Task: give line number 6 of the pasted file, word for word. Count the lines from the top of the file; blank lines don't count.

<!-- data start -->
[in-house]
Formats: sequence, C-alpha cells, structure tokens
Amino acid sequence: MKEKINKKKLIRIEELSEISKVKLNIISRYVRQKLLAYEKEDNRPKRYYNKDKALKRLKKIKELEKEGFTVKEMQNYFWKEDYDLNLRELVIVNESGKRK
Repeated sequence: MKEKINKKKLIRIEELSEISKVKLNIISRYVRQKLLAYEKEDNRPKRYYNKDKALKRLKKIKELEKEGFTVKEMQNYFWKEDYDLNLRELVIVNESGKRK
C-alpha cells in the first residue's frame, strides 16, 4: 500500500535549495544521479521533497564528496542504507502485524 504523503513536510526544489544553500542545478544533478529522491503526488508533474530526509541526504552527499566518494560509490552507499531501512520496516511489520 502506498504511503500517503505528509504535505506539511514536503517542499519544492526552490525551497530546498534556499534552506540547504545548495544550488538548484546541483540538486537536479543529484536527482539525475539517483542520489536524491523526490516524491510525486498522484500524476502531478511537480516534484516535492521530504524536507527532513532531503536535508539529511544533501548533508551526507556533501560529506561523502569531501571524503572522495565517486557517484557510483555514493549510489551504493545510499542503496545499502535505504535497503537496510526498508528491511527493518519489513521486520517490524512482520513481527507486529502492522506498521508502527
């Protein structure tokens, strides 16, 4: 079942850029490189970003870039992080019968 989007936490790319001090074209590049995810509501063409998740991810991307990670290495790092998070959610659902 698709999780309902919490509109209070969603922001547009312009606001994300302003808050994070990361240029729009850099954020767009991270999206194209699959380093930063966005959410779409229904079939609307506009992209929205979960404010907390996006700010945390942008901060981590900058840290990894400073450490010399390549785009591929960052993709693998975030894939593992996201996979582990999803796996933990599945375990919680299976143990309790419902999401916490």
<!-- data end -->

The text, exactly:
């Protein structure tokens, strides 16, 4: 079942850029490189970003870039992080019968 989007936490790319001090074209590049995810509501063409998740991810991307990670290495790092998070959610659902 698709999780309902919490509109209070969603922001547009312009606001994300302003808050994070990361240029729009850099954020767009991270999206194209699959380093930063966005959410779409229904079939609307506009992209929205979960404010907390996006700010945390942008901060981590900058840290990894400073450490010399390549785009591929960052993709693998975030894939593992996201996979582990999803796996933990599945375990919680299976143990309790419902999401916490």